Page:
Ralph Teetor, long-time president of Perfect Circle Corporation in Hagerstown, Indiana, was inspired to invent cruise control one day while riding with his lawyer. The lawyer would slow down while talking and speed up while listening. This rocking motion so annoyed Teetor that he was determined to invent a speed control device. Cruise control debuted in 1958 on the Chrysler Imperial, New Yorker and Windsor models.
There is an important side note regarding Teetor. He was blinded in a shop accident at the age of five. The accident changed the gifted boy's life forever. But he was able to accomplish many things. In 1902, for example, when he was twelve, Teetor built an automobile with the help of his cousin. They rebuilt a discarded engine and machined each part by hand.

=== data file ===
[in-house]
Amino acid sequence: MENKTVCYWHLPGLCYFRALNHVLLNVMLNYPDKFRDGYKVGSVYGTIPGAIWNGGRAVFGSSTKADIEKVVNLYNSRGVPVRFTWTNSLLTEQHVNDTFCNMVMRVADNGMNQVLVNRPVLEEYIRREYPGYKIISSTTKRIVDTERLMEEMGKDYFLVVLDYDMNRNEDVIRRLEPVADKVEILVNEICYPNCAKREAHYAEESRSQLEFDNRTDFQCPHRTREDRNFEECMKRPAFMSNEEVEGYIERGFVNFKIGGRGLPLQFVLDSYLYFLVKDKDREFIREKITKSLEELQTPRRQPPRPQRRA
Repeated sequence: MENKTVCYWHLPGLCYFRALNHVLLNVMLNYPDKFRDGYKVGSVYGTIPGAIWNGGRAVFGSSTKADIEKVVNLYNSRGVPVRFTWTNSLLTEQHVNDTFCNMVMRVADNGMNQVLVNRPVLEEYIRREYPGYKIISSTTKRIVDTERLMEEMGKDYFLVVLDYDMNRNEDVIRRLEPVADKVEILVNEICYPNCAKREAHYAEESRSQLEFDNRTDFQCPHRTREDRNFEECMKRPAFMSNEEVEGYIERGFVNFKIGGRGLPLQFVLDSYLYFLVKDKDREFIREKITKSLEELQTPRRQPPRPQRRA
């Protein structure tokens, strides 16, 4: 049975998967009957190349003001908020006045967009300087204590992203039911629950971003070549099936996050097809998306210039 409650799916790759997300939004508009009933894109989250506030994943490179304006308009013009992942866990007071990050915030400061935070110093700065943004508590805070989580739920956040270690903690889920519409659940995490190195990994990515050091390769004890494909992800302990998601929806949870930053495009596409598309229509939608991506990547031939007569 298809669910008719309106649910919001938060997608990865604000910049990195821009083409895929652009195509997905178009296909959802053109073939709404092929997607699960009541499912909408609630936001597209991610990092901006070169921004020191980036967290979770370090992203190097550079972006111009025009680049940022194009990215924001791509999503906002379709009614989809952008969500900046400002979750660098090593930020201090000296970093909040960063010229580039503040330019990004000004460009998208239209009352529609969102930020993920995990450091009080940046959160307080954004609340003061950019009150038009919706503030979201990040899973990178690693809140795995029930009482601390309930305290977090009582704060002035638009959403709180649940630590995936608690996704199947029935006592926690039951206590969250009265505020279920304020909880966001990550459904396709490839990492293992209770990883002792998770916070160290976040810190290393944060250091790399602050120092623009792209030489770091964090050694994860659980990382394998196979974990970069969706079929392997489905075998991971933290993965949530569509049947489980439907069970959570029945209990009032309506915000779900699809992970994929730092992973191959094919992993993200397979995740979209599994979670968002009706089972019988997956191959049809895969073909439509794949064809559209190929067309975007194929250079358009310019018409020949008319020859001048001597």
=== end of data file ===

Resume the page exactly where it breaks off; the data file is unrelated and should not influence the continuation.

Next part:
Ralph went on to graduate from the University of Pennsylvania in 1912 in the top third of his class. This feat astonished the faculty because they originally thought that he couldn't do the required work. Ralph's adaptations and keen mechanical ability served him well in college and throughout his professional career.
Ralph's highly developed sense of touch proved its advantage in developing a technique for balancing steam turbine rotors used in torpedo-boat destroyers. Dynamic balancing of large components had puzzled others before Ralph solved the problem.
As a grown man, Teetor preferred never to discuss his blindness. He managed to live his life almost as if it had never happened and went on to become successful as an engineer, manufacturing executive and entrepreneur.
Teetor was posthumously inducted into the Automotive Hall of Fame in Dearborn, Michigan, in 1988 for his numerous contributions to the industry.
I recommend the following book on Ralph Teetor: One Man’s Vision: The Life of Automotive Pioneer Ralph R. Teetor, by Marjorie Teetor Meyer, ISBN 1878208675 for more information.